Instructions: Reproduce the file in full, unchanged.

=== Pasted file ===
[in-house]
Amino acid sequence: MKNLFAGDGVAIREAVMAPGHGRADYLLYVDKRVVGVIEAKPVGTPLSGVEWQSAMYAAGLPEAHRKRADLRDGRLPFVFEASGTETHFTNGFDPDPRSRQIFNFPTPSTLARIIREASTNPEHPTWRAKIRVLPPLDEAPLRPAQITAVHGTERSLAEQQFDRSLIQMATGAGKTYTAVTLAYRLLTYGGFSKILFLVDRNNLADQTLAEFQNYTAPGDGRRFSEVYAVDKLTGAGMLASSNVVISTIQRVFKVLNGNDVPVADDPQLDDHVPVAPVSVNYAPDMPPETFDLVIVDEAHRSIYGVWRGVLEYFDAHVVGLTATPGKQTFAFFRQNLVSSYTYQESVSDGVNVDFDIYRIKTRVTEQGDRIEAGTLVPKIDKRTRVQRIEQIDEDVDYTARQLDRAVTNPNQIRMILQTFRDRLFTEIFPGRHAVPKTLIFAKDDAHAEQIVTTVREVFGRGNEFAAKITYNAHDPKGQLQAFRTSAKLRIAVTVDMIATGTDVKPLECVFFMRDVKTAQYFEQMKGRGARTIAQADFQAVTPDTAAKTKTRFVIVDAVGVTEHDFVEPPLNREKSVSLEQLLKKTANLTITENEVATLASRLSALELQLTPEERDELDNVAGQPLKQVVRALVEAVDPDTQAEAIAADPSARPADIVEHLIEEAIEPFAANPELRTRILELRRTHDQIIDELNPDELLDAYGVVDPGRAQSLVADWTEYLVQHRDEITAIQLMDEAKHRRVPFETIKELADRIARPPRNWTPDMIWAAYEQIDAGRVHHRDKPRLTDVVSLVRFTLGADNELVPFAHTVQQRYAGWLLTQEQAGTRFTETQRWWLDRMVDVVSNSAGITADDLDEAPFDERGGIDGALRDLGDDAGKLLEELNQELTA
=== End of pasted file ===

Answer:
[in-house]
Amino acid sequence: MKNLFAGDGVAIREAVMAPGHGRADYLLYVDKRVVGVIEAKPVGTPLSGVEWQSAMYAAGLPEAHRKRADLRDGRLPFVFEASGTETHFTNGFDPDPRSRQIFNFPTPSTLARIIREASTNPEHPTWRAKIRVLPPLDEAPLRPAQITAVHGTERSLAEQQFDRSLIQMATGAGKTYTAVTLAYRLLTYGGFSKILFLVDRNNLADQTLAEFQNYTAPGDGRRFSEVYAVDKLTGAGMLASSNVVISTIQRVFKVLNGNDVPVADDPQLDDHVPVAPVSVNYAPDMPPETFDLVIVDEAHRSIYGVWRGVLEYFDAHVVGLTATPGKQTFAFFRQNLVSSYTYQESVSDGVNVDFDIYRIKTRVTEQGDRIEAGTLVPKIDKRTRVQRIEQIDEDVDYTARQLDRAVTNPNQIRMILQTFRDRLFTEIFPGRHAVPKTLIFAKDDAHAEQIVTTVREVFGRGNEFAAKITYNAHDPKGQLQAFRTSAKLRIAVTVDMIATGTDVKPLECVFFMRDVKTAQYFEQMKGRGARTIAQADFQAVTPDTAAKTKTRFVIVDAVGVTEHDFVEPPLNREKSVSLEQLLKKTANLTITENEVATLASRLSALELQLTPEERDELDNVAGQPLKQVVRALVEAVDPDTQAEAIAADPSARPADIVEHLIEEAIEPFAANPELRTRILELRRTHDQIIDELNPDELLDAYGVVDPGRAQSLVADWTEYLVQHRDEITAIQLMDEAKHRRVPFETIKELADRIARPPRNWTPDMIWAAYEQIDAGRVHHRDKPRLTDVVSLVRFTLGADNELVPFAHTVQQRYAGWLLTQEQAGTRFTETQRWWLDRMVDVVSNSAGITADDLDEAPFDERGGIDGALRDLGDDAGKLLEELNQELTA